In a development certain to be welcomed by restaurant chains, the National Labor Relations Board (NLRB) has aired the guideline it will adopt later this year for determining when franchisors can be held accountable for franchisees’ infractions of federal union protections.
The new definition of “joint employer” replaces the broader standard set by the NLRB during the Obama administration. Restaurant franchisors had feared the more liberal definition would leave them liable for the errors of franchisees, a risk many said would prompt them to reconsider franchising altogether. Franchisees, meanwhile, voiced concerns that franchisors would meddle in their recruitment and retention efforts, functions that have historically been left to the local operators because of their familiarity with a given market’s labor pool.
Franchising advocacy groups such as the International Franchise Association blasted the broad guideline as a lethal threat to the franchising model.
Under the new standard, franchisor and franchisee will be considered joint employers “only if the two share or codetermine the employees’ essential terms and conditions of employment,” the NLRB said.
Those essential terms and conditions “are exclusively defined as wages, benefits, hours of work, hiring, discharge, discipline, supervision and direction,” the regulatory body continued.
Shannon Meade, VP of public policy for the National Restaurant Association, described the new standard as "a clear, actionable, and predictable approach to joint employment based on a thorough and transparent rule-making process.”
“Today the National Labor Relations Board enacted vital and long-overdue regulations to provide clarity and certainty for thousands of small- and family-owned businesses, especially restaurants," Meade said in a statement. “For five years, these independent businesses, many of which are single-unit franchises, have faced serious threats of regulatory non-compliance and legal action that have restricted capital investment and stifled growth and job creation."
Union advocates had a much different take on the redefinition.
“The new NLRB joint employer rule is just the latest example of the Trump Administration doing McDonald’s bidding," Jennifer Berry, a McDonald's worker said in a statement issued by the Fight for $15 and Union, an advocacy group backed by the Service Employees International Union. “But workers like me know who our boss is: McDonald’s. We wear the company’s uniform, serve its Big Macs and fries and help make its billions in profits possible."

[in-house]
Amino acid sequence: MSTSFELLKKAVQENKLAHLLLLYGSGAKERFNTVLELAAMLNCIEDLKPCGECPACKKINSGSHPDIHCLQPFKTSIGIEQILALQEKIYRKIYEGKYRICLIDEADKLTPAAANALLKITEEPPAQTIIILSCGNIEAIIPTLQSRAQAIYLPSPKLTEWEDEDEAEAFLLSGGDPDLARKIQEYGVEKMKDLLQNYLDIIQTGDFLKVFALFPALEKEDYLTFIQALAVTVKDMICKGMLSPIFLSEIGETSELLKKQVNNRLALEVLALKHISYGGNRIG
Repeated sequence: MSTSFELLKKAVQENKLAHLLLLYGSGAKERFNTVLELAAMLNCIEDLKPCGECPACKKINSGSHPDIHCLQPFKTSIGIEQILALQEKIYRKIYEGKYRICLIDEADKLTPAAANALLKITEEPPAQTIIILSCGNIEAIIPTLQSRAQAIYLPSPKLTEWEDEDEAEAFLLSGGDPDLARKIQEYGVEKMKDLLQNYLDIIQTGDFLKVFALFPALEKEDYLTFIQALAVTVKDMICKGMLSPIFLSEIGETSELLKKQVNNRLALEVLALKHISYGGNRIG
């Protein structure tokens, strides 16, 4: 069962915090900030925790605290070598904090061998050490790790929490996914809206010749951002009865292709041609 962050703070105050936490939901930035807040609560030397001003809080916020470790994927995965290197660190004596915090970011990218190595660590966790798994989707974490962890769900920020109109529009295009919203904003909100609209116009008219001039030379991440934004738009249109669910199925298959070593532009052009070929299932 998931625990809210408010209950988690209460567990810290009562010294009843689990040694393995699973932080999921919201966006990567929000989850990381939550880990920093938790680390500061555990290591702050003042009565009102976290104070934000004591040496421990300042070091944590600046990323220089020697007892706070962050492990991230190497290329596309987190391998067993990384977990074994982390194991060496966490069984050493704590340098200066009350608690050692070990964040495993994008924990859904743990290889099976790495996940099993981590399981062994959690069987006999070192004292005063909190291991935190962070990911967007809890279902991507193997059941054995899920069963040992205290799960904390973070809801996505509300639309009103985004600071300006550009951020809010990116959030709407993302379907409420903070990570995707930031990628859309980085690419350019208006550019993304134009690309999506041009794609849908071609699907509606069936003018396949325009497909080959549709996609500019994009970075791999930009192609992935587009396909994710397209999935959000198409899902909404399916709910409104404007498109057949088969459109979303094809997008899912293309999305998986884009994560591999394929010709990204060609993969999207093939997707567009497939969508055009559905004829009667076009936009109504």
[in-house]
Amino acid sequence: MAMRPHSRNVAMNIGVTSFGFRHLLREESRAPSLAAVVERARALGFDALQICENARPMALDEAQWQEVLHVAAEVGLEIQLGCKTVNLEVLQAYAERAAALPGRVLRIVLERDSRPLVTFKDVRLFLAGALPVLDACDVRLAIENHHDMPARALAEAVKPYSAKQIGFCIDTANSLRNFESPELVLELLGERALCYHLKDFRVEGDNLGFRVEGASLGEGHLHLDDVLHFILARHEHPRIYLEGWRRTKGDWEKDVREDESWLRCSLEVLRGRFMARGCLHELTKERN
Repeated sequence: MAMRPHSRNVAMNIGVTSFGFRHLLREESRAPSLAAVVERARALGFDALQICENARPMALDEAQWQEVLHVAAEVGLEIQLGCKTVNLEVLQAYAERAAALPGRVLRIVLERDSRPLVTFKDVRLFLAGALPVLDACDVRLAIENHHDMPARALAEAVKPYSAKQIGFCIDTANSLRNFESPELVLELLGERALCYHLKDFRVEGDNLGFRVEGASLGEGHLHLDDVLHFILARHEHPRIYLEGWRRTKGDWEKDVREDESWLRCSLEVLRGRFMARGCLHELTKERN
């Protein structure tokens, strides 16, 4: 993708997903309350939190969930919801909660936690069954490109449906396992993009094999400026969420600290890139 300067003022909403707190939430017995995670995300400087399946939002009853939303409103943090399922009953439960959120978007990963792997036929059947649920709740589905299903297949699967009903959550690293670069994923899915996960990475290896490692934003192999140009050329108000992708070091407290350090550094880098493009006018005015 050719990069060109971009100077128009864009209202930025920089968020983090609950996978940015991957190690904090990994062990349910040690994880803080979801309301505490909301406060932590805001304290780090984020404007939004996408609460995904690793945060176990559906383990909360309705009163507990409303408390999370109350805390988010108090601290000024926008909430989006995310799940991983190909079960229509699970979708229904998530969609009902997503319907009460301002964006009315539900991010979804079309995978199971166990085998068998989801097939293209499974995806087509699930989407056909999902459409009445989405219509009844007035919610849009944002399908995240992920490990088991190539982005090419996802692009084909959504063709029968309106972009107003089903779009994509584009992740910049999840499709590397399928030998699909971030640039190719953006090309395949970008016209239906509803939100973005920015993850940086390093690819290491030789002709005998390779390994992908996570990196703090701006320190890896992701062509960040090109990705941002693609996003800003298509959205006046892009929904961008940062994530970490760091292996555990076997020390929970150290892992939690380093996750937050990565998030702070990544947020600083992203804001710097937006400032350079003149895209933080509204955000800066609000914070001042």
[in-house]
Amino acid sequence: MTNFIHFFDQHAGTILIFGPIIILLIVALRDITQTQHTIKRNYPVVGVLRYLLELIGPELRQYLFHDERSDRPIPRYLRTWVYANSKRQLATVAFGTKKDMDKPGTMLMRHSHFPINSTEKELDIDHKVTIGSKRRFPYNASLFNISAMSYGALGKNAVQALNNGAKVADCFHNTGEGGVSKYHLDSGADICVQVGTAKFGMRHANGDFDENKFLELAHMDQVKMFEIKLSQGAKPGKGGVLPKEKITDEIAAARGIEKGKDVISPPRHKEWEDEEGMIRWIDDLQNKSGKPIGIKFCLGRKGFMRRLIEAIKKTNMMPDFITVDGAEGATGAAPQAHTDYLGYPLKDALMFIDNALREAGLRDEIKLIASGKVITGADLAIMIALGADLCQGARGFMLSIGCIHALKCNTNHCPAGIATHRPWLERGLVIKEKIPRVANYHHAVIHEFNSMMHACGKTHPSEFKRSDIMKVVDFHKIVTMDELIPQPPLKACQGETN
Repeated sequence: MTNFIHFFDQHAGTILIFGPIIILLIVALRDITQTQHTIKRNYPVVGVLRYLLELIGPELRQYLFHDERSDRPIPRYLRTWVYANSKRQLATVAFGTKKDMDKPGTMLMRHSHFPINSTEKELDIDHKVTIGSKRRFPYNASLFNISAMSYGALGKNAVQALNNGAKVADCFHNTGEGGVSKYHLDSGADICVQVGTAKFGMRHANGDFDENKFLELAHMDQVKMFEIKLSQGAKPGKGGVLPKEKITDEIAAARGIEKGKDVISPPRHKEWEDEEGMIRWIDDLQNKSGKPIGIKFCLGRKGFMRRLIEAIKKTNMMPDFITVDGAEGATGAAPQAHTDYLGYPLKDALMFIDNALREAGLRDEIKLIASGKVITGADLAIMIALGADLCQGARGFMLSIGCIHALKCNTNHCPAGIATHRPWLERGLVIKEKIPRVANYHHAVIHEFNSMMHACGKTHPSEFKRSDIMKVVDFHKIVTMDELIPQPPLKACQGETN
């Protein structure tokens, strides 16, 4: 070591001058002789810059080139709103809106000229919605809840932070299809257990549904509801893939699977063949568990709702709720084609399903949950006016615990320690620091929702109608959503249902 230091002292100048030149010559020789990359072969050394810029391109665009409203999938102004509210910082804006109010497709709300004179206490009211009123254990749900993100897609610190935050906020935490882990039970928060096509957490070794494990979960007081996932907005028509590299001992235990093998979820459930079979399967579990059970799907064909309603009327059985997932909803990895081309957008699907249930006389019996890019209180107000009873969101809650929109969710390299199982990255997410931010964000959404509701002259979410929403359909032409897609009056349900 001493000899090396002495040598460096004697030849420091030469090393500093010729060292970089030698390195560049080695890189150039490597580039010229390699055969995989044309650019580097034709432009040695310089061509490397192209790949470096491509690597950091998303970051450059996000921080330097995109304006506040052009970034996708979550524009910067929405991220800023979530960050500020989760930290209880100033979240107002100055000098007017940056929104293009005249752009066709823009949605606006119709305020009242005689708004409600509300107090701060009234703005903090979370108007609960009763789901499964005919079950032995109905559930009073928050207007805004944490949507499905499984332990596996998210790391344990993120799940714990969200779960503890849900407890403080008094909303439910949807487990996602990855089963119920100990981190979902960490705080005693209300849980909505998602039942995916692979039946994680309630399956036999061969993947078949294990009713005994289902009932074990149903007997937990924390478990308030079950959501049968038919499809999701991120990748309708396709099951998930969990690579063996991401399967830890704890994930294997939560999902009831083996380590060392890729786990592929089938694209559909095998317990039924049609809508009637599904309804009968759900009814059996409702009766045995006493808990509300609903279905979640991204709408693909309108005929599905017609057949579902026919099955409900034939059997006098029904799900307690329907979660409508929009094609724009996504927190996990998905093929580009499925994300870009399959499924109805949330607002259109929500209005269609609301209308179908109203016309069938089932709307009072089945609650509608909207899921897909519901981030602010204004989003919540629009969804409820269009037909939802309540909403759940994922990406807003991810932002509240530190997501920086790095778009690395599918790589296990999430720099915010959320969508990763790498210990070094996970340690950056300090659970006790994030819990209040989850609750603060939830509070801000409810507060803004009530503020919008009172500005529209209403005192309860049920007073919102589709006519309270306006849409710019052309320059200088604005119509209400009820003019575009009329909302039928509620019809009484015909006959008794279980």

McDonald's was cited as a joint employer of several franchisees' workers in various legal actions that were taken in recent years. A judge recently upheld a ruling that the quick-service giant did not qualify as a joint employer in a trial stemming from the franchisees' handling of employees during a national walk-out called by the Fight for $15 and Union.
The U.S. Department of Labor (DOL) has already redefined the joint employer standard that applies in federal court cases. Under the rule it revealed in January, a franchisor can be held accountable in an employee-related action brought against a franchisee only if it has an active role in hiring or firing the local operator’s employees; determines their schedules or otherwise controls workplace activities to a substantial degree; sets wages; or maintains employment records.
Industry groups had pushed for the narrower standards set by the NLRB and DOL. But the advocates have warned that both bodies could change their definitions again if a new president is voted into the White House and the administration changes its viewpoint again.
They’ve called for eliminating that possibility and sparing the franchise community any further uncertainty by defining joint employer via legislation.
The NLRB’s new standard will take effect 60 days after the rule is published in the Federal Register.